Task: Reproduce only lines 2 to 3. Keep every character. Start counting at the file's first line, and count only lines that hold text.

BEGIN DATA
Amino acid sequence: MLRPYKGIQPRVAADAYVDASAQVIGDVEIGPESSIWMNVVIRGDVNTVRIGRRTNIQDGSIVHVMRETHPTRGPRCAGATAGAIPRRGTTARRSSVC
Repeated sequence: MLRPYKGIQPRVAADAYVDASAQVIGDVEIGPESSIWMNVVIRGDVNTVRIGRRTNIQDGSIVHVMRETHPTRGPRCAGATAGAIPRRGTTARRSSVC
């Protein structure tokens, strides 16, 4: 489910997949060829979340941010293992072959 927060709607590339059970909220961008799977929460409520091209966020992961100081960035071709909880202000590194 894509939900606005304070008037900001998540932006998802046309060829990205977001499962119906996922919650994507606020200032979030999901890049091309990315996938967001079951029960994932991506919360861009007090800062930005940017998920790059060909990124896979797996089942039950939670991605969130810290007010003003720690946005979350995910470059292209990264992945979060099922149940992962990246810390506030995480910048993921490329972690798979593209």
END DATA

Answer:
Repeated sequence: MLRPYKGIQPRVAADAYVDASAQVIGDVEIGPESSIWMNVVIRGDVNTVRIGRRTNIQDGSIVHVMRETHPTRGPRCAGATAGAIPRRGTTARRSSVC
């Protein structure tokens, strides 16, 4: 489910997949060829979340941010293992072959 927060709607590339059970909220961008799977929460409520091209966020992961100081960035071709909880202000590194 894509939900606005304070008037900001998540932006998802046309060829990205977001499962119906996922919650994507606020200032979030999901890049091309990315996938967001079951029960994932991506919360861009007090800062930005940017998920790059060909990124896979797996089942039950939670991605969130810290007010003003720690946005979350995910470059292209990264992945979060099922149940992962990246810390506030995480910048993921490329972690798979593209």